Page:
The cold wind causes them to fluff up their feathers  – white, elegantly speckled and striped in brown, with those surprising azure dabs and dashes on the wings. Their flat tops ruffle and peak like punks, but they are not distracted from their task.

Their beaks are big and tough and capacious, hooked at the end. Good for catching and dismembering much bigger prey than worms, but that’s what on the menu today. Just a snack in between the morning and evening song sessions.

kookaburra magpie

Below his branch a magpie struts, keen to beat the kooka to that worm. Maggies rule here. It’s not the size of the beak that counts…

I don’t see who wins this time but they are always equally quick to react when a worm appears. Zoom!  I rarely see them disappointed – not many worms get away.

kookaburra wallaby

Just beyond them a red-necked wallaby grazes steadily across the paddock outside the fence, laden pouch seeming to skim the ground as she does.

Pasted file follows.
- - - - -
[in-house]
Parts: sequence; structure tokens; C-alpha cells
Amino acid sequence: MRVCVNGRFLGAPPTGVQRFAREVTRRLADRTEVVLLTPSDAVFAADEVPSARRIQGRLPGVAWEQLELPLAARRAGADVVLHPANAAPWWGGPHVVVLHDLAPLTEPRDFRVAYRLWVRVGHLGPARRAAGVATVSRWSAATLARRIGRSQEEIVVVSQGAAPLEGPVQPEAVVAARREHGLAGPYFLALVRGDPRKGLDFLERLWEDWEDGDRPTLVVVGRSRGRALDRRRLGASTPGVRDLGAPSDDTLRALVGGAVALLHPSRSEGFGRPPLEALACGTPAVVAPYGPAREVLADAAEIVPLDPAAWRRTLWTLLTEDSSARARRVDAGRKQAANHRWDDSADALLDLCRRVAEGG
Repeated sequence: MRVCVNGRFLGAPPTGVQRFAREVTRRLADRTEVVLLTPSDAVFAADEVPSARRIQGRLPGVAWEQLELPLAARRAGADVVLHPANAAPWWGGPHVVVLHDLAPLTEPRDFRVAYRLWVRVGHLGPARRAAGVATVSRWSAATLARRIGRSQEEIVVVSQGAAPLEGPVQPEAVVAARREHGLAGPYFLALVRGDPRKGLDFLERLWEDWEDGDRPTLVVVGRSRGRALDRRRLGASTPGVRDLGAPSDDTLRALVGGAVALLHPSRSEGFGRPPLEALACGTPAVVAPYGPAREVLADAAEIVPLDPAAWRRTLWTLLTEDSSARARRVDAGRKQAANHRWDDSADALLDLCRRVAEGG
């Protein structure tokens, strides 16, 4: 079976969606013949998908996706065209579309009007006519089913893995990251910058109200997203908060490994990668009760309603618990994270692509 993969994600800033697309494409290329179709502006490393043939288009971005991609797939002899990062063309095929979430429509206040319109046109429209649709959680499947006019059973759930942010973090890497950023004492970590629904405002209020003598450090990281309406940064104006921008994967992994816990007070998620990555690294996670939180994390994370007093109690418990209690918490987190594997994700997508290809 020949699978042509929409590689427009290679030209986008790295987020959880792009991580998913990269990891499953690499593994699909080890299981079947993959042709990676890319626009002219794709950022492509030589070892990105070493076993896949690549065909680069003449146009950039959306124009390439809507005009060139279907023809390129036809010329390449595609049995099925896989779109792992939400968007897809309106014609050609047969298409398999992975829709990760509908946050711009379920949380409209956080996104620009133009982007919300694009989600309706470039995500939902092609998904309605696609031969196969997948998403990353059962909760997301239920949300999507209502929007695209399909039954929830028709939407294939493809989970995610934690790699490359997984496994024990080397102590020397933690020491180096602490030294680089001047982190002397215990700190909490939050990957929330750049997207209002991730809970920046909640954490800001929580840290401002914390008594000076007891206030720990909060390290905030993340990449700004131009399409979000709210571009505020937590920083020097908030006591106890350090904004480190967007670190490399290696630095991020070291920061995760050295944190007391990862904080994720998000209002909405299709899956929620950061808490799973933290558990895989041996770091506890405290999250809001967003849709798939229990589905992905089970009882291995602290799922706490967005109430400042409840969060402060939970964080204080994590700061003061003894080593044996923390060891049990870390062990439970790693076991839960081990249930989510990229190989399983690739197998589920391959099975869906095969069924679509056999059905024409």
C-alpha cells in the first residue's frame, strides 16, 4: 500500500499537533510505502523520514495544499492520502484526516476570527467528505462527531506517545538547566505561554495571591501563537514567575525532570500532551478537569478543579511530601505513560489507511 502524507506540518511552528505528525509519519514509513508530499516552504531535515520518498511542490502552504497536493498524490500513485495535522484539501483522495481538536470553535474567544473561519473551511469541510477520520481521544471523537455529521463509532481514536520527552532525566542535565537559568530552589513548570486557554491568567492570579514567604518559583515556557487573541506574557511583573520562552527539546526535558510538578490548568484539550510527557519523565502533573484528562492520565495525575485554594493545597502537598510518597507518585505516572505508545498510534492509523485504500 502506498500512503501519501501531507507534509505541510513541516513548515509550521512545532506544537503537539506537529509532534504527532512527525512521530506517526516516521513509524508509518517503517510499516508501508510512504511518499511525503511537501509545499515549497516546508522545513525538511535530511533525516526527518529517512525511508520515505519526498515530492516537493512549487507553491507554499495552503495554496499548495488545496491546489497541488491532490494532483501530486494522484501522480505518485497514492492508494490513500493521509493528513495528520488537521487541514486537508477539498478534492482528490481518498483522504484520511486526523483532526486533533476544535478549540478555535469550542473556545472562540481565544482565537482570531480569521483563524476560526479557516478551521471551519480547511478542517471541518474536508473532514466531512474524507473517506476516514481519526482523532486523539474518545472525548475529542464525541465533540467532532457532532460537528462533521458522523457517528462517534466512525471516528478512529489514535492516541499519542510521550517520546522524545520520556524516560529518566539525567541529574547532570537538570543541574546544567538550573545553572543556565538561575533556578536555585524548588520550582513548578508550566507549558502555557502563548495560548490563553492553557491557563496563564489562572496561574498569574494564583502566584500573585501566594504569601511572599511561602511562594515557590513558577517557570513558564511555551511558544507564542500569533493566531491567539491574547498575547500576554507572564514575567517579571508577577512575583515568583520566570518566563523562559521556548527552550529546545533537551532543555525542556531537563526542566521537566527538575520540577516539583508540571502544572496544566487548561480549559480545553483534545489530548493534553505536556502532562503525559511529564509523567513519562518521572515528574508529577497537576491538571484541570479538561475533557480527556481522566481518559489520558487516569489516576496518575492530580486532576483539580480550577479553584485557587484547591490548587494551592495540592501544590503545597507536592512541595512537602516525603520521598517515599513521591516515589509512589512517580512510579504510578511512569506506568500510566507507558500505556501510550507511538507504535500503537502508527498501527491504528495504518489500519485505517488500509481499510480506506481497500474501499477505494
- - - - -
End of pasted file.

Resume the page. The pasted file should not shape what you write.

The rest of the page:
Going about her daily business, like my feathered neighbours, and not bothering about me or mine. It’s a good neighbourhood that way – and no barking dogs, whining mowers and hedgetrimmers, nor thumping music as son-of-house-four-doors-up washes family car under duress.

Fairy fungi?

Delicate yet rubbery, translucently flesh-coloured, looking more like fairy breast enhancers than fungi, these odd little cups appeared on my shadehouse ‘floor’ over a week ago and have sat there, unchanged, ever since.

Breast enhancer fungi

I love the way fungi just pop up where they’ve never been seen before, prop for a while to propagate in slow, strange and secret ways, then simply wizen and disappear.

Not so unlike human lives, I suppose.

So if the fairies are trying to look like Barbies, maybe this fungi, that came up in my orchard last Autumn, belonged to Ken?